The Benefits of Long Term Travel and What I Took Home With Me

Dead Sea, Jordan
Dead Sea, Jordan

Four years ago I had just finished what would become one of the most exciting experiences of my life -- I traveled the world for a whole year with the woman I love.

I’ve started to become pensive and analyze what all this meant. What have I learned? How will this affect how I continue to live my life? Or was it just a collection of memories for years to come?

It all started with a dream. I saw a video called “Would You?” in 2004. It was an inspirational video done by a travel journalist to promote his blog,, where he wrote about his daily travels for 16 months straight. The video was a collection of photos he had taken around the world and every few seconds he would ask questions related to travel starting with “Would you …”. From that moment on, a round the world trip become part of my bucket list. I think it was because of the places he saw, or the message he was trying to convey: “Would you dare?”

We did.

Long-term travel is not for everyone. It’s not really a vacation, but more of a lifestyle. Your house is your backpack, your kitchen is the local cuisine, your neighbor is everyone, your job is to enjoy, and your classroom is the world. Long term travel takes you to different physical places around the world but it also takes you to places in your mind you did not know existed. It changes the way you look at things and helps you realize what is important to you.

Follow your dreams (corny but true)

It all started with a dream and desire of travel. All odds were against us: we were $45,000 in student debt, with two high stress / high commitment careers and low income (student income + resident income). In the medicine career, a year gap to “travel and have fun” will not really give you bonus points. It’s looked down upon and not welcomed. In the path of an entrepreneur, I was told my business would die and I would return to nothing. Less than 30% of US Citizens have passports and the average length of a trip outside of the US is less than 10 days. Regardless of this and more, we made the trip our priority and researched how to do it.

Tulamben, Bali, Indonesia

It’s amazing how powerful it is to write the goal down, set a date, and believe in it. The beautiful thing is you can believe anything you want and only you can hold yourself back from believing your truth.

Many people tell me: “I wish I could do something like this. I envy you.” And when I say, you can do it too! They answer with: “Well, not really. I cannot do …” and give me some reason why they cannot do it. The thing is, the only reason you’re not achieving your goal is because you don’t want it bad enough. Have kids? We met traveler’s with kids. No money? Create a financial plan and make it happen. It took us 2 years to save the money we needed to take the trip and we needed to make drastic changes in our lifestyle to do so. Too old? We recently read an email from a lady that’s 70 and is having the time of her life in Istanbul. My job won’t be here when I come back? Who cares, a job doesn’t define you and if you want it bad enough, you can get your job back or even a better one!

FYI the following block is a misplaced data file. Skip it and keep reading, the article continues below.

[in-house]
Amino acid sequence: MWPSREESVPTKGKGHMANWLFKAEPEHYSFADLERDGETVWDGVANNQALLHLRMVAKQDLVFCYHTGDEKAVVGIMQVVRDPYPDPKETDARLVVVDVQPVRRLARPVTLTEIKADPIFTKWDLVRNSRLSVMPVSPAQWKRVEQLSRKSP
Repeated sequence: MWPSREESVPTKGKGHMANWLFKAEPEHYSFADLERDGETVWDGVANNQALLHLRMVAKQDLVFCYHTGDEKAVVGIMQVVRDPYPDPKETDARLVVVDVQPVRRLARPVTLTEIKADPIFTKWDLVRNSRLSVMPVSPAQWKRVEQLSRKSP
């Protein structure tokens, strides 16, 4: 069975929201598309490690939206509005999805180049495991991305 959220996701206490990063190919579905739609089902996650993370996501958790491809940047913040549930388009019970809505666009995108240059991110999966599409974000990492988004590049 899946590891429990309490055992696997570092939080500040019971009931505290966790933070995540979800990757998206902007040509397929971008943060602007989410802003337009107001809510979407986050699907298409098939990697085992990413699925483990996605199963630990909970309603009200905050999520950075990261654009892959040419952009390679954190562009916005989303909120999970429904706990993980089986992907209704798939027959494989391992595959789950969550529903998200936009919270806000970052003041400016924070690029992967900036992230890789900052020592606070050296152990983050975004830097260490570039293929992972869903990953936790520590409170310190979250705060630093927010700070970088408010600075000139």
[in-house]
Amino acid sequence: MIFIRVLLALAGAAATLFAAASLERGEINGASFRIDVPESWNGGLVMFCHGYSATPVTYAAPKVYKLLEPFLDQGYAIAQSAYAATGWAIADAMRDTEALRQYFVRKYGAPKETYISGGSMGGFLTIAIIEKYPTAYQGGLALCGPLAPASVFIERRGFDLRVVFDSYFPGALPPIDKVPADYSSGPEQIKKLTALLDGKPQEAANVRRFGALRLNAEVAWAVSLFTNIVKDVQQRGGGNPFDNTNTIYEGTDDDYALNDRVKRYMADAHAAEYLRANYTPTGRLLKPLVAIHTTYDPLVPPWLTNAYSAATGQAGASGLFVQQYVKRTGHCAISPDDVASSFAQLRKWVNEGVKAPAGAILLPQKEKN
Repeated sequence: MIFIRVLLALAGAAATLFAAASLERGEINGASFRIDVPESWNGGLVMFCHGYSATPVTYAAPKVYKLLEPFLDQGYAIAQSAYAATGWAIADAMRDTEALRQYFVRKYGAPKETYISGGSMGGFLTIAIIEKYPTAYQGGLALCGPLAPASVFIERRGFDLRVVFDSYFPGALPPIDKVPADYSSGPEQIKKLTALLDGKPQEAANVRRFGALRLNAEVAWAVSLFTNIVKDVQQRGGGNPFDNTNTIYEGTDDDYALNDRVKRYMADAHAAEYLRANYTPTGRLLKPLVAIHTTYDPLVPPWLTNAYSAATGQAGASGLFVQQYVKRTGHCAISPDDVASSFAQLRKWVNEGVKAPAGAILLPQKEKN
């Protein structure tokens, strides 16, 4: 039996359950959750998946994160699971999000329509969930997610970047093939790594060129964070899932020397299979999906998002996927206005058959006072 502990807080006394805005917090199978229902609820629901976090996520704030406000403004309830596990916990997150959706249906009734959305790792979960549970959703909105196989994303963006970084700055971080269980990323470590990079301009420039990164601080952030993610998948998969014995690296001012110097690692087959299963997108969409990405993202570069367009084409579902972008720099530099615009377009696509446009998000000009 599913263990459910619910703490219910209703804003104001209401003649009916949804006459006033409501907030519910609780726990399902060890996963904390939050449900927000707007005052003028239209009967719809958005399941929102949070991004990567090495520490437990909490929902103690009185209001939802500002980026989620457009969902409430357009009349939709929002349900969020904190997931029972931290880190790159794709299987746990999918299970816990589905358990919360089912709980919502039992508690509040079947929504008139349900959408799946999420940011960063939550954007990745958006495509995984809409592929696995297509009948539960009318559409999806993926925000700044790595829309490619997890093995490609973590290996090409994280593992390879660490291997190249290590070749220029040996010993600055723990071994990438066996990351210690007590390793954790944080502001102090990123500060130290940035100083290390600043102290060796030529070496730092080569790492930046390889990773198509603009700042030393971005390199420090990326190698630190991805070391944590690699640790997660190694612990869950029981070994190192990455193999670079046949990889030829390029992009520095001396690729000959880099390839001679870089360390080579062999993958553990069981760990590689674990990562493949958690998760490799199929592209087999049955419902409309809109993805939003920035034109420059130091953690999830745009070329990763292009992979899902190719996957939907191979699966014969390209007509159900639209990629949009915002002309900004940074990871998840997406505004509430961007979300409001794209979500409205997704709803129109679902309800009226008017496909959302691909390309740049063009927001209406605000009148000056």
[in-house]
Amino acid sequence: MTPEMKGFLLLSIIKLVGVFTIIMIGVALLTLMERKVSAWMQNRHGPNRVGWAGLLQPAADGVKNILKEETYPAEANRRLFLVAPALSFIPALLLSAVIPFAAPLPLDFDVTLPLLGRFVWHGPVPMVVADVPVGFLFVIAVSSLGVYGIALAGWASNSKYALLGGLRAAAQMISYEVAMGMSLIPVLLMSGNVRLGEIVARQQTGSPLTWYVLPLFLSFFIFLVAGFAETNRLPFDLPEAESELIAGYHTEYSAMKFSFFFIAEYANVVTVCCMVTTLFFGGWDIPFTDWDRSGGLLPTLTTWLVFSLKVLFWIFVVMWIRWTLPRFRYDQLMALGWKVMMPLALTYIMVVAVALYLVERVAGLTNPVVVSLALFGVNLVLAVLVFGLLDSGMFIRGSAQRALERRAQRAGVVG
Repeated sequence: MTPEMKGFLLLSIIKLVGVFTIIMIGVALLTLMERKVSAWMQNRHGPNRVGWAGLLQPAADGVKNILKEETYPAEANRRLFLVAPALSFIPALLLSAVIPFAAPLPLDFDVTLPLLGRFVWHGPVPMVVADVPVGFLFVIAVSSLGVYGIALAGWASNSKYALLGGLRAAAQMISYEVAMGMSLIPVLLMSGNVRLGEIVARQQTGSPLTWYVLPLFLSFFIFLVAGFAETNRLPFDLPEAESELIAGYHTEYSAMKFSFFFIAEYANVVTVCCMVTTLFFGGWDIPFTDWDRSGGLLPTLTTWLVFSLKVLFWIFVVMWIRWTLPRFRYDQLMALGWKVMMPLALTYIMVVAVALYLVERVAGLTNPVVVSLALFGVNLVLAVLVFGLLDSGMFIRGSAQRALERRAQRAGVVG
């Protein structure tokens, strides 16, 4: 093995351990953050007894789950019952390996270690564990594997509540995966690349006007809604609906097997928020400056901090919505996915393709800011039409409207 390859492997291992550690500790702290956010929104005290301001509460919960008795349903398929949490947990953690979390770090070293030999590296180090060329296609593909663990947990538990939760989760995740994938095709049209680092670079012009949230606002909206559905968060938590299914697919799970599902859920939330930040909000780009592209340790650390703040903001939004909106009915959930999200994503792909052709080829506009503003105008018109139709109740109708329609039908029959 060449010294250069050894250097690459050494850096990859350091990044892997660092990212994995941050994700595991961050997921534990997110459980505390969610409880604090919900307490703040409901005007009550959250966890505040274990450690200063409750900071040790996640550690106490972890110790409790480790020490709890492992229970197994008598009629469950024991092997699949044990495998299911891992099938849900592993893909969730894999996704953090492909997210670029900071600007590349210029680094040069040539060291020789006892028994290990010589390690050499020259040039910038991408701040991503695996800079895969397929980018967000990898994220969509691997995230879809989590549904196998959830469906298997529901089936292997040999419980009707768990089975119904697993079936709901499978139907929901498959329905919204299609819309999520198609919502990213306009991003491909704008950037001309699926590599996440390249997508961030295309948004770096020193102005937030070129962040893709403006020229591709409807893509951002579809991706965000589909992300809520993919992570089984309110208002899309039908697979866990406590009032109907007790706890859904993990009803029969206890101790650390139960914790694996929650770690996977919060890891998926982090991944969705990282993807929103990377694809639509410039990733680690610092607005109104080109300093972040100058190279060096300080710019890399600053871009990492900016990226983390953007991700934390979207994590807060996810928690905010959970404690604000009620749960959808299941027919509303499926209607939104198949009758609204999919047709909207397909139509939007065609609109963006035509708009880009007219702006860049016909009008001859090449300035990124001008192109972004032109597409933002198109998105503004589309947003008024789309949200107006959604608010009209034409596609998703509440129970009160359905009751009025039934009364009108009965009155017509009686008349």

The point is that whatever your dreams are, you can make it happen if you believe in them. My goal is to remember this simple rule and hopefully my future dreams will also come true.


Besides the desire to see the Taj Mahal, climb the Eiffel Tower, explore ancient ruins, or eat local Thai food, I wanted to experience long-term travel to feel what is like to have complete freedom. At “home”, I used to feel I was not 100% free. I was attached to a career via jobs and school, I was attached to my material things, I was attached to a routine, and I was attached to my friends and family. Not being free from family/friends is not a bad thing, on the contrary, it’s a healthy dependency us humans need to survive. However, one of the biggest reasons we were afraid of the long term trip was because we would be separating from the people we love.

The freedom experienced during a long-term trip is unlike any freedom I’ve experienced before. Right when the trip started we had to change our flight from Mexico to Spain due to a stomach flu episode, and since our only plan in Spain was to land in Madrid, we had the freedom to choose what we wanted to do. In the extra day we had left in Mexico, browsing the web I found a ticket to Ibiza from Madrid for $70 for 2 people, and decided to fly there just because we could. While in Venice, we debated between going to Firenze or Slovenia. Without thinking we decided to go visit Slovenia on a whim and it became one of our favorite spots.